Ngongo, 48, founded the influential "Organisation Concertee des
Ecologistes et Amis de la Nature" (OCEAN) in 1996 to give a voice
and infrastructure to Congolese civil society in its fight against
forest destruction. A University of Kisangani graduate, he is a
renowned ecologist, environmentalist and human rights campaigner.
Ngongo is an expert on the impacts of environmental destruction in
the Congo Forest Basin. He has also worked extensively with forest
communities informing them of their rights with respect to both
forest protection and environmental conservation.
Born in Goma, eastern DRC, he lives in Kinshasa with his wife
and four children, whom he sees as an inspiration for his work.
Commenting on the award he said: "We need to protect the Congo
Basin forests to ensure the livelihoods of future generations.
Beyond that we also know that we need to save the forests to save
the climate. The rich biodiversity our forests house might very
well help us and our children adapt to a changing climate, which
sadly is increasingly necessary. But, we will only manage to save
the forests of the Congo Basin by working together locally,
nationally and internationally - hopefully this award will help
bring more attention to the issue."
Ngongo's collaboration with Greenpeace began in 2004 and he has
worked for the international environmental organization since 2008.
He was the obvious choice to oversee the opening of Greenpeace's
first office in Kinshasa. Since then Ngongo has continued to
challenge government and international organizations to ensure
transparency for on going forest reforms. In a recent open letter
to the DRC Minister of Environment, Ngongo wrote on behalf of
Greenpeace: "It is not too late to save the intact forests of the
DRC and to support truly sustainable development models that
benefit the Congolese people. But the time to act is now."(2) The
Congo Basin is home to the second largest rainforest in the world,
after the Amazon.
Welcoming the award, Greenpeace International Executive Director
Gerd Leipold said: "While we hope President Obama turns his Nobel
Peace Prize into real action for climate protection at this
December's United Nations climate conference in Copenhagen, it is
people like Rene Ngongo who have already started the heavy lifting.
People like René are the real climate leaders and it is good to
know that at the very least one climate hero will be honored in
Scandinavia this December."
In June 2007, René visited Washington DC with Adrien Sinafasi, a
leader in the DRC Pygmy community, to draw attention to the plight
of the Congo rainforest. The visit prompted US Senators, including
then-Senator Barack Obama, to send a letter to the President of the
World Bank urging a stop to the destruction of the Congo rainforest
by uncontrolled industrial logging.
The Right Livelihood Award will be presented in Stockholm,
Sweden on December 2, 2009 three days prior to the start of the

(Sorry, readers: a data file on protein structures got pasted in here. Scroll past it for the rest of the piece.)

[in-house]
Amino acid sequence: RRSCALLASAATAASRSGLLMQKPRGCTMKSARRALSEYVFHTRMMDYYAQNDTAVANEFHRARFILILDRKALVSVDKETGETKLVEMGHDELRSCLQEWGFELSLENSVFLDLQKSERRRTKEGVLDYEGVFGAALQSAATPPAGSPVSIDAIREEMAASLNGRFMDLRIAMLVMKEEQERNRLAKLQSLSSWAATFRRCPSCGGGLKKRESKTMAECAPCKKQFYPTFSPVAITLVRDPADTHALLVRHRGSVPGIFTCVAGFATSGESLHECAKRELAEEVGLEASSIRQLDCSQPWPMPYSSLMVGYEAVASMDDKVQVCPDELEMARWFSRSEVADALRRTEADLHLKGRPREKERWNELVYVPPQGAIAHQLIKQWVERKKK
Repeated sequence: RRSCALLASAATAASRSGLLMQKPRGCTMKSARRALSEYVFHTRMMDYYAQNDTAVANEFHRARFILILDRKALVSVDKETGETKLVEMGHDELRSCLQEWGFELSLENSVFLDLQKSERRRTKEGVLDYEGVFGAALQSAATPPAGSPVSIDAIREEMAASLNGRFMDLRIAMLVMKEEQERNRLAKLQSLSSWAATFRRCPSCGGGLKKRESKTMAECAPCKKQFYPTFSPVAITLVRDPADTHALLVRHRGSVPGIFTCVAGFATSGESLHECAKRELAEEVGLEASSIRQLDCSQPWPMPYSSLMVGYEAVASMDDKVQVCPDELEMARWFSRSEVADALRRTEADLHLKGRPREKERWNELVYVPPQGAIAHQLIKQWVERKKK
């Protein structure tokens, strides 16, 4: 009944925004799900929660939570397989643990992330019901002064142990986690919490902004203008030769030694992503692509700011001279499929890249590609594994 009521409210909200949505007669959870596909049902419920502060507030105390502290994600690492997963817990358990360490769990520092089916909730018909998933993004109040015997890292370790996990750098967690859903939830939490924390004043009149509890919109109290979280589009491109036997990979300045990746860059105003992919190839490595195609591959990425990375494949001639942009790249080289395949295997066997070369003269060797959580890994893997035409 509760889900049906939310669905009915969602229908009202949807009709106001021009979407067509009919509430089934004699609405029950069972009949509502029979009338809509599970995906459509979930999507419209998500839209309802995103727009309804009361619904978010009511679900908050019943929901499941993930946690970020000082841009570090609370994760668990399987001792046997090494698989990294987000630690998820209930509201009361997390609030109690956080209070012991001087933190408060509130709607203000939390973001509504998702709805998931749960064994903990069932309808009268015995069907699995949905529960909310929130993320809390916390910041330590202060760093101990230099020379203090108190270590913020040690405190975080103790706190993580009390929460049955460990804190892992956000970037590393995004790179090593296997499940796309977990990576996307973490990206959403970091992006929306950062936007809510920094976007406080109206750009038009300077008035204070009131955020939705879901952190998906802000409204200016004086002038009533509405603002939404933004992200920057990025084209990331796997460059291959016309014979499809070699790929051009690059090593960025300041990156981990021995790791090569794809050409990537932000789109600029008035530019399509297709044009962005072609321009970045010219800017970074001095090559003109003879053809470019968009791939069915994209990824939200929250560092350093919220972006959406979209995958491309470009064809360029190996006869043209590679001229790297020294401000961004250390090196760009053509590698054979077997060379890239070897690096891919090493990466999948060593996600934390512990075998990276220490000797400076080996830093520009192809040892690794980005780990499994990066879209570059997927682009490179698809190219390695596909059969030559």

crucial United Nations Climate talks in Copenhagen. Deforestation
is responsible for twenty percent of our annual greenhouse gas
emissions - more than the global transport sector. Ngongo and the
rest of Greenpeace ask that the international community agree at
Copenhagen on a forest protection mechanism (3) that brings gross
tropical deforestation to an end by 2020 and promotes local
development based on alternatives to industrial logging. (4)
VVPR info: CONTACTS:
Joe Smyth, Greenpeace USA Media Officer: 831-566-5647,
Susanne Breitkopf, Greenpeace Political Advisor for Forests and Climate, Africa Specialist: 202-390-5586,
Photos available at http://usaphoto.greenpeace.org/20091013Ngongo
High resolution images available, contact
Notes: Notes to Editors:
1. The Right Livelihood Award honors and supports those offering practical and exemplary answers to the most urgent challenges facing us today. The Right Livelihood Award, established in 1980 by Jakob von Uexkull, is an award that is presented annually, usually on December 9, to honor those "working on practical and exemplary solutions to the most urgent challenges facing the world today". An international jury, invited by the five regular Right Livelihood Award board members, decides the awards in such fields as environmental protection, human rights, sustainable development, health, education and peace. The prize money is shared among the winners, usually numbering four, and is SEK2 million (US$310,000). http://www.rightlivelihood.org/
2. For more information on the Open Letter to the DRC environment minister, please follow this link http://www.greenpeace.org/africa/news/forests-of-the-democratic-repu
3. For information about Greenpeace's policy on saving forests to protect the climate go to: http://www.greenpeace.org/raw/content/international/press/reports/greenpeace-policy-on-saving-fo-2.pdf
4. See also our recent briefing “Why logging will not save the climate” http://www.greenpeace.org/raw/content/international/press/reports/why-logging-will-not-save-the.pdf
For further information about Ngongo and the award please visit: www.rightlivelihood.org